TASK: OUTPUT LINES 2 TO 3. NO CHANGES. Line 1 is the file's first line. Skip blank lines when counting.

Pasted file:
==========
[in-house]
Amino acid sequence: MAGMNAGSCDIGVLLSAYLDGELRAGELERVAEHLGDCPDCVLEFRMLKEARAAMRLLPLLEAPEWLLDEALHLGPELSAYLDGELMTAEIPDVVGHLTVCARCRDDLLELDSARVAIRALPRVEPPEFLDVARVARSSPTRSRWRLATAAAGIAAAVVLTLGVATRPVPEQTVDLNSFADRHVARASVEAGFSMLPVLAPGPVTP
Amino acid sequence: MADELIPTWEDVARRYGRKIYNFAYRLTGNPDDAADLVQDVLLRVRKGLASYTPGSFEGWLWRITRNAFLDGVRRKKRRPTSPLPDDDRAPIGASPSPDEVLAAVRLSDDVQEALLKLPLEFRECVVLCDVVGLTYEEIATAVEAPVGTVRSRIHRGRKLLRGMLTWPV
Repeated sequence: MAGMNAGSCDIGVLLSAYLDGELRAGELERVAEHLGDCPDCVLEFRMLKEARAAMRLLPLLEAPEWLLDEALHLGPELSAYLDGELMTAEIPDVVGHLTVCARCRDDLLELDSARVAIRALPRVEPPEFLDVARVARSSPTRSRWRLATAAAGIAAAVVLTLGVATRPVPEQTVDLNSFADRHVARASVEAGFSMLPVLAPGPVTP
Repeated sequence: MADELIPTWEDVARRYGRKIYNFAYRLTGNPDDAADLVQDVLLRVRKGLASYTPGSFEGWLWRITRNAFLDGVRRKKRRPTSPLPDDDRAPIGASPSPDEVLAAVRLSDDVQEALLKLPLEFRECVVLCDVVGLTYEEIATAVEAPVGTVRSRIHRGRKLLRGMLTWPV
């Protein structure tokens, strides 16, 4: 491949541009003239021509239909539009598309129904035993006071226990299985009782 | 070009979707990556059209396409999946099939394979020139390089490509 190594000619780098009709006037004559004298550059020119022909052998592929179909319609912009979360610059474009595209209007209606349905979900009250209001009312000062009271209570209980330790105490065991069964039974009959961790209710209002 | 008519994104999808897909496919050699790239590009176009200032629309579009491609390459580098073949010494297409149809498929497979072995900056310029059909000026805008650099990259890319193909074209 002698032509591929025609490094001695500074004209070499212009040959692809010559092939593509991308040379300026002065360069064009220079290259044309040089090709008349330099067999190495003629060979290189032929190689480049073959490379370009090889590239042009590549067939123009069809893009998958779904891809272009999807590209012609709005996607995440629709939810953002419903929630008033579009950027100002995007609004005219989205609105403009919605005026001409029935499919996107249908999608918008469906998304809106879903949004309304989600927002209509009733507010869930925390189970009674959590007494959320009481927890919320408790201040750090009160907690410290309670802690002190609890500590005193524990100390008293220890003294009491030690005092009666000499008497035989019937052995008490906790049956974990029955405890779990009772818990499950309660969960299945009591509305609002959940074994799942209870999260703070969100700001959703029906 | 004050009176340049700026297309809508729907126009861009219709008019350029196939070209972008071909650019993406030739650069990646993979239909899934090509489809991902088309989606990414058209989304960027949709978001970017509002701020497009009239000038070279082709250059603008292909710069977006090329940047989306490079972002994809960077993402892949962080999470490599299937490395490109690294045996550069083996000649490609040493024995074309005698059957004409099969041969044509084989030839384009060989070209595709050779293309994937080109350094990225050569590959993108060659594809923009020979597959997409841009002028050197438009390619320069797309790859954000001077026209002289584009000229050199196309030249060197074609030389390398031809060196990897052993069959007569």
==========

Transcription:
Amino acid sequence: MAGMNAGSCDIGVLLSAYLDGELRAGELERVAEHLGDCPDCVLEFRMLKEARAAMRLLPLLEAPEWLLDEALHLGPELSAYLDGELMTAEIPDVVGHLTVCARCRDDLLELDSARVAIRALPRVEPPEFLDVARVARSSPTRSRWRLATAAAGIAAAVVLTLGVATRPVPEQTVDLNSFADRHVARASVEAGFSMLPVLAPGPVTP
Amino acid sequence: MADELIPTWEDVARRYGRKIYNFAYRLTGNPDDAADLVQDVLLRVRKGLASYTPGSFEGWLWRITRNAFLDGVRRKKRRPTSPLPDDDRAPIGASPSPDEVLAAVRLSDDVQEALLKLPLEFRECVVLCDVVGLTYEEIATAVEAPVGTVRSRIHRGRKLLRGMLTWPV